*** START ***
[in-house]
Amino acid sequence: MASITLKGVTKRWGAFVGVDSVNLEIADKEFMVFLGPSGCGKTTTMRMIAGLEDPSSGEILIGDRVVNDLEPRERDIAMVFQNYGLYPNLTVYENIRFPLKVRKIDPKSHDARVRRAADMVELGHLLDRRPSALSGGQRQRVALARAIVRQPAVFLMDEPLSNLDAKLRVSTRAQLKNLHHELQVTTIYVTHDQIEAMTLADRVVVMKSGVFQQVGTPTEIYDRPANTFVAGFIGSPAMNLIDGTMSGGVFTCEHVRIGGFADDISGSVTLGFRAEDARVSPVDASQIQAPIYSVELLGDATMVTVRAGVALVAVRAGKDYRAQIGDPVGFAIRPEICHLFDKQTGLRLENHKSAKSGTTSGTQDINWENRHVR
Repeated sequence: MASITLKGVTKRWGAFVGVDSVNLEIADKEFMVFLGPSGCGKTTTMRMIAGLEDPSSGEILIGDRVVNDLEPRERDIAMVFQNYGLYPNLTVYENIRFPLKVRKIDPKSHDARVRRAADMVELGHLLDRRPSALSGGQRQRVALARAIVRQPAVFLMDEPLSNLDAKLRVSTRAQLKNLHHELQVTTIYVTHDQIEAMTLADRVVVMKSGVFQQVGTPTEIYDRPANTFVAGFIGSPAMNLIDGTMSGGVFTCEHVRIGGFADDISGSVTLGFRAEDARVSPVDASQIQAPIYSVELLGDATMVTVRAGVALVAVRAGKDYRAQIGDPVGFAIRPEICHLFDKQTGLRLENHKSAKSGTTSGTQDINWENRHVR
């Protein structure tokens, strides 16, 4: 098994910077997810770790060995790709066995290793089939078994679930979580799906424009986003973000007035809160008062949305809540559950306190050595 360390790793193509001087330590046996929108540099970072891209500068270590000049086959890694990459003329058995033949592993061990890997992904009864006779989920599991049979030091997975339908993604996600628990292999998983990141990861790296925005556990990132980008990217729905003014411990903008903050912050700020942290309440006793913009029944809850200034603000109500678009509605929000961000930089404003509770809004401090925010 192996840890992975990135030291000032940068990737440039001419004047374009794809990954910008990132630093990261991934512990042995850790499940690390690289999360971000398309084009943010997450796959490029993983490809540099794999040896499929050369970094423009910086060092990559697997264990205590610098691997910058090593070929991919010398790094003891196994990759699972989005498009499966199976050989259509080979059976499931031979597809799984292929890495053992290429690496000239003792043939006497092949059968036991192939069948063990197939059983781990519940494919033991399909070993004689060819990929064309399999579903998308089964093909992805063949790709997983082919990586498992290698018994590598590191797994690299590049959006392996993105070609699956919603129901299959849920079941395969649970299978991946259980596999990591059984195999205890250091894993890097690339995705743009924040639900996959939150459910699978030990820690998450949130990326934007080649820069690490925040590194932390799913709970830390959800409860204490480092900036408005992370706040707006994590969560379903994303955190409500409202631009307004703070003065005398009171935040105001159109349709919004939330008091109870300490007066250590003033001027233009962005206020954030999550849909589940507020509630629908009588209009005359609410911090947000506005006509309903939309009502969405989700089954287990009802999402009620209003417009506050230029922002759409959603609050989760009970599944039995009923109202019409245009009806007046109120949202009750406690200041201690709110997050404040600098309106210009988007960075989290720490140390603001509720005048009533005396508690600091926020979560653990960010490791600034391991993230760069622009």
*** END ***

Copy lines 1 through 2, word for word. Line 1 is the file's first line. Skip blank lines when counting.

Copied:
[in-house]
Amino acid sequence: MASITLKGVTKRWGAFVGVDSVNLEIADKEFMVFLGPSGCGKTTTMRMIAGLEDPSSGEILIGDRVVNDLEPRERDIAMVFQNYGLYPNLTVYENIRFPLKVRKIDPKSHDARVRRAADMVELGHLLDRRPSALSGGQRQRVALARAIVRQPAVFLMDEPLSNLDAKLRVSTRAQLKNLHHELQVTTIYVTHDQIEAMTLADRVVVMKSGVFQQVGTPTEIYDRPANTFVAGFIGSPAMNLIDGTMSGGVFTCEHVRIGGFADDISGSVTLGFRAEDARVSPVDASQIQAPIYSVELLGDATMVTVRAGVALVAVRAGKDYRAQIGDPVGFAIRPEICHLFDKQTGLRLENHKSAKSGTTSGTQDINWENRHVR